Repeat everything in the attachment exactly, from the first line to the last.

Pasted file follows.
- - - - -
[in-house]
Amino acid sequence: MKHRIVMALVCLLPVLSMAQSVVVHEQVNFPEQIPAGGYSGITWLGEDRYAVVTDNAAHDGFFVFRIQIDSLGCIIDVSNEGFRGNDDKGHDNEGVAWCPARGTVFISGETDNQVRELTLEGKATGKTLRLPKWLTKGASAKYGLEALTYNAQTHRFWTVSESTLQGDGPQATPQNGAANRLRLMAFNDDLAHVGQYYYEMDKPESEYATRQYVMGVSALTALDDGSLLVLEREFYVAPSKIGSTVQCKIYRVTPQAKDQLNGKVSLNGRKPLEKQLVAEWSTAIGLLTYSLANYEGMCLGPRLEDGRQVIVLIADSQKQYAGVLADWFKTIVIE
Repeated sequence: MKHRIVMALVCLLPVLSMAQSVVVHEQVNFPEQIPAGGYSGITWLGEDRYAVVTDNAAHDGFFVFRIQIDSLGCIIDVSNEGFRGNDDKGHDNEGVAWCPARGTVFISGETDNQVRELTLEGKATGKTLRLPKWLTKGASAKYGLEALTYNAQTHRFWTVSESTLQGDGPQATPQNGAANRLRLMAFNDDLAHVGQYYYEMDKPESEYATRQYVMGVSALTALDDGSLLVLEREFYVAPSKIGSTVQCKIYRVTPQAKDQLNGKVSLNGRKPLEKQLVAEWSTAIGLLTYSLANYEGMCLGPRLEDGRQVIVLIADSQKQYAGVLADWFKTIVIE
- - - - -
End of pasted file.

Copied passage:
[in-house]
Amino acid sequence: MKHRIVMALVCLLPVLSMAQSVVVHEQVNFPEQIPAGGYSGITWLGEDRYAVVTDNAAHDGFFVFRIQIDSLGCIIDVSNEGFRGNDDKGHDNEGVAWCPARGTVFISGETDNQVRELTLEGKATGKTLRLPKWLTKGASAKYGLEALTYNAQTHRFWTVSESTLQGDGPQATPQNGAANRLRLMAFNDDLAHVGQYYYEMDKPESEYATRQYVMGVSALTALDDGSLLVLEREFYVAPSKIGSTVQCKIYRVTPQAKDQLNGKVSLNGRKPLEKQLVAEWSTAIGLLTYSLANYEGMCLGPRLEDGRQVIVLIADSQKQYAGVLADWFKTIVIE
Repeated sequence: MKHRIVMALVCLLPVLSMAQSVVVHEQVNFPEQIPAGGYSGITWLGEDRYAVVTDNAAHDGFFVFRIQIDSLGCIIDVSNEGFRGNDDKGHDNEGVAWCPARGTVFISGETDNQVRELTLEGKATGKTLRLPKWLTKGASAKYGLEALTYNAQTHRFWTVSESTLQGDGPQATPQNGAANRLRLMAFNDDLAHVGQYYYEMDKPESEYATRQYVMGVSALTALDDGSLLVLEREFYVAPSKIGSTVQCKIYRVTPQAKDQLNGKVSLNGRKPLEKQLVAEWSTAIGLLTYSLANYEGMCLGPRLEDGRQVIVLIADSQKQYAGVLADWFKTIVIE